Canada is on a ‘rapid growth trajectory,’ 2,000 more people could die from COVID-19 in the next 10 days: PHAC

New modelling released by the Public Health Agency of Canada (PHAC) suggests the number of daily COVID-19 cases could more than triple to 30,000 if people increase their contacts during a time of widespread community transmission.

The report also projects that if Canadians simply maintain their current levels of contact with people outside their households, case counts will still rise to roughly 13,000 a day from 7,900 now.

The modellers said that, based on current case counts, Canada “remains on a rapid growth trajectory,” with roughly 2,000 more people expected to die over the next 10 days as the country approaches a death toll of 20,000. As many as 100,000 more people could contract the virus over the next week and a half, PHAC said.

“Quick, strong and sustained measures are needed to interrupt rapid growth and maintain COVID-19 control,” PHAC said in its report. “Reducing COVID-19 activity is urgently needed as rollout of safe and effective COVID-19 vaccines begins.”

Chief Public Health Officer Dr. Theresa Tam told a news conference that the vaccine rollout, which is now protecting priority groups of high-risk Canadians, will not have a big impact on the numbers in the short term.

WATCH / Dr. Theresa Tam on the impact of vaccine on COVID-19 transmission:

Canada’s Chief Public Health Officer Dr. Theresa Tam said vaccines alone won’t stop the spread of COVID-19 if a community’s transmission rate is high. 0:43

“In terms of the national projections and the transmission in communities, you’re not going to see that in the initial months, which is why I think our message … is [to] absolutely get on with the public health measures,” she said.

“Do all of those things, don’t do non-essential travel. All that really counts. It works. And when you can suppress that projection, the vaccines have a longer runway.”

Data to determine impact of vaccine rollout

Deputy Chief Public Health Officer Dr. Howard Njoo said government and external experts are working to determine the impact of vaccine rollouts on the numbers mid- and long-term.

“But at the present time, it’s really difficult to say. There are so many factors involved. Even today, we’re seeing issues in terms of vaccine supply, how vaccines are being rolled out across the country,” he said.

“There’s other factors in terms of the increasing rates of infection in various parts of the country. So there are many different factors in play.”

Right now, Alberta, Ontario, Saskatchewan and Quebec are the provinces reporting the highest infection rates per 100,000 people.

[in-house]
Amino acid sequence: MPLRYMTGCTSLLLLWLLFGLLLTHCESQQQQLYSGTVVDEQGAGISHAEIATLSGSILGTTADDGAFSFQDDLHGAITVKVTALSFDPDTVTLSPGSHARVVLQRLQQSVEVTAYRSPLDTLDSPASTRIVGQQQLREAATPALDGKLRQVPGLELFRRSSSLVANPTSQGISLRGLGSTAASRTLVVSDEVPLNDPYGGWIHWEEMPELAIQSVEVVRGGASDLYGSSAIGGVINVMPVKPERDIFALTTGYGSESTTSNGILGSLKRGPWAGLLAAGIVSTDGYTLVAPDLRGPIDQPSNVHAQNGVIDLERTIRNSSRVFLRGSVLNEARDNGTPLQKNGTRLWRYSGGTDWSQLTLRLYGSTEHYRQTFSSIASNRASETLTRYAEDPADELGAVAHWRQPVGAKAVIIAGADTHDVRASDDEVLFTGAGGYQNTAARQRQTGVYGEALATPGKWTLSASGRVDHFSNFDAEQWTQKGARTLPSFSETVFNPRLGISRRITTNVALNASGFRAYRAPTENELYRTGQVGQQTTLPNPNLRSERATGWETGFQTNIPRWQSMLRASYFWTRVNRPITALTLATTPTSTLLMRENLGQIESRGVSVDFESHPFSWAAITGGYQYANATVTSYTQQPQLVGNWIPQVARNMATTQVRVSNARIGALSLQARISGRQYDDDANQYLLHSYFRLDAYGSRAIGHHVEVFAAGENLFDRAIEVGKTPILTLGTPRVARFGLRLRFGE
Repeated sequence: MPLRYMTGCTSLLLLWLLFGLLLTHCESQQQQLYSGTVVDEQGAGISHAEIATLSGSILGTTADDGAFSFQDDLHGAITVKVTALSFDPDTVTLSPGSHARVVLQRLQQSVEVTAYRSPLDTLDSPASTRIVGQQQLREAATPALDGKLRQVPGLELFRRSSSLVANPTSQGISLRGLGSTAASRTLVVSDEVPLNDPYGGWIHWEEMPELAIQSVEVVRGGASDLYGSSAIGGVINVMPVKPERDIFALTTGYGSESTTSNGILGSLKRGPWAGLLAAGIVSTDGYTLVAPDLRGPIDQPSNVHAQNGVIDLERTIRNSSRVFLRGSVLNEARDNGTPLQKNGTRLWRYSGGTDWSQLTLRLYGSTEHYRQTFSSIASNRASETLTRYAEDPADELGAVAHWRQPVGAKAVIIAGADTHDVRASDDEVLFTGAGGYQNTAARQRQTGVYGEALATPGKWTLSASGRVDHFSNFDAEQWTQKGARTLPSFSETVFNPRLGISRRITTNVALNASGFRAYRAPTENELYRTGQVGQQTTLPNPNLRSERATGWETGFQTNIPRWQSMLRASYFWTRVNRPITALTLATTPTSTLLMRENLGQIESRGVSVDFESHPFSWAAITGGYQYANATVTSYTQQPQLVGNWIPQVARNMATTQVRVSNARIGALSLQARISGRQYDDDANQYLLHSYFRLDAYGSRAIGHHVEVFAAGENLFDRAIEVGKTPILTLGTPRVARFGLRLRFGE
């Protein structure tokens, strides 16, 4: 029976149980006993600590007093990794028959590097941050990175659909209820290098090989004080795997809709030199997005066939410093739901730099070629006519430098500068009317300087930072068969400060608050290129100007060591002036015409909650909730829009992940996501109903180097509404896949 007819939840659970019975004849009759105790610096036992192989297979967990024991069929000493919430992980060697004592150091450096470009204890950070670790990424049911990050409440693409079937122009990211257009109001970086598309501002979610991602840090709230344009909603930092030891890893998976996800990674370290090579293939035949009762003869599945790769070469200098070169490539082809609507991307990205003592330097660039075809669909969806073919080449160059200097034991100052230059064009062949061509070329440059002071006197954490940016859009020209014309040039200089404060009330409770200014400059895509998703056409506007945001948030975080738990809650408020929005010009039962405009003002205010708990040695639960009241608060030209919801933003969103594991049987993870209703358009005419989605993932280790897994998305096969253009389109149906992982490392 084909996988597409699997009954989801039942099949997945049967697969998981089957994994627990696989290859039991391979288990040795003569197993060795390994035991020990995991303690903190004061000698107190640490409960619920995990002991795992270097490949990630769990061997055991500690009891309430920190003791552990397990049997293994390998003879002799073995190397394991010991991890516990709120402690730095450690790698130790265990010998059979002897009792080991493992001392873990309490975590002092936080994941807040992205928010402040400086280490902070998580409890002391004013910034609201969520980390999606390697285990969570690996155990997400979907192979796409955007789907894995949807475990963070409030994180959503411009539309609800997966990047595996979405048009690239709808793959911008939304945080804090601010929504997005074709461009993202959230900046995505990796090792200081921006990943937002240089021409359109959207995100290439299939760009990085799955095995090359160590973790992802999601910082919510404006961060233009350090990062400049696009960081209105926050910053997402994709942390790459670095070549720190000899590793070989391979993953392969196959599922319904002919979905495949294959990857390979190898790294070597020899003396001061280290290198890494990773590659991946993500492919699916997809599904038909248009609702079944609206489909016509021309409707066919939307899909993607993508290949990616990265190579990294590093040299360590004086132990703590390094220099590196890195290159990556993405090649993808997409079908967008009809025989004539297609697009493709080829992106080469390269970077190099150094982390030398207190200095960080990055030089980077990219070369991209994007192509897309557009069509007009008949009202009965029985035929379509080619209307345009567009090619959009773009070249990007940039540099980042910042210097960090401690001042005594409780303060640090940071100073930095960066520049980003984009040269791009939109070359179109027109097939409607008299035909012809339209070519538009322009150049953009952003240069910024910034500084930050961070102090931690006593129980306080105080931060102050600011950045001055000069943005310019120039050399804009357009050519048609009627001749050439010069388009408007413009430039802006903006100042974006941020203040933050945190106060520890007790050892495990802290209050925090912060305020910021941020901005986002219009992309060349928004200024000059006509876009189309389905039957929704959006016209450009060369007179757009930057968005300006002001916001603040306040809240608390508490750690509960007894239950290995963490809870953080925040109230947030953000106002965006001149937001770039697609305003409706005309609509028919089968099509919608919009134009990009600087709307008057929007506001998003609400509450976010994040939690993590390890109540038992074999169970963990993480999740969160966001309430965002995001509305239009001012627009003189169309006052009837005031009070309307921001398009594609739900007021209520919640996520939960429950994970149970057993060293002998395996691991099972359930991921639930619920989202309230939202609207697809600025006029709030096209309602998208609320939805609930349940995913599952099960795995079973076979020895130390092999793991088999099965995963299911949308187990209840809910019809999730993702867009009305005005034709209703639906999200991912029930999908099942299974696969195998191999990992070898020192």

Rise in cases post-holidays

Tam said many provinces, including some that had been on a downward trajectory, saw a sharp rise in daily case numbers after the holidays. That’s likely due to people having more contacts over the holidays and reduced testing during those weeks, she said.

Since the holidays, stronger community level public health measures have been adopted across Canada and some areas are showing that public health measures are working to slow growth.

“However, we have yet to see the widespread and sustained declines in daily case counts that would indicate we are bringing the pandemic under control nationally,” she said.

Some 10 months into this pandemic, long-term care homes continue to report hundreds of daily cases.

There are now more than 400 outbreaks nationwide — a situation which is expected to push hospitalization rates higher still. Alberta and Manitoba are reporting the highest rates of hospitalization per 100,000 people.

PM calls LTC deaths ‘tragic’

During a news conference outside his residence at Rideau Cottage today, Prime Minister Justin Trudeau said the outbreaks now occurring in long-term care homes in Ontario and across the country are “tragic.”

“Our parents and grandparents built this country. They raised us. And they deserve so much better,” he said.


Prime Minister Justin Trudeau speak to the media about the COVID-19 virus in Ottawa, Friday January 15, 2021. THE CANADIAN PRESS/Adrian Wyld (Adrian Wyld/The Canadian Press)

“It is vital that we continue to get vaccines to vulnerable people as quickly as we can. And that’s exactly what we’re focused on. But remember – no one is invincible. Even if you’re young and healthy, this virus can be very dangerous. And that’s why we all have to keep doing our part.”

Trudeau said that while vaccines are rolling out across the country, Canadians must reduce their in-person contacts.

“For the moment, that’s the only way to get these numbers down,” he said. “Since yesterday, Ontario is now under a stay-at-home order. This is the kind of tough but necessary decision that provincial governments are having to make.”

PHAC said COVID-19-related deaths are steadily rising and may soon exceed levels seen during the first peak.

Calling the new modelling “alarming,” NDP health critic Don Davies called for stronger federal measures to reduce the spread of the virus.

“The numbers released today paint a very sobering picture,” he said. “COVID-19 is claiming the lives of 145 Canadians every single day and the situation is getting worse. Clearly, what we’ve been doing isn’t working. PHAC’s forecast shows that a stronger response is necessary to slow the alarming spread of COVID-19.”

 

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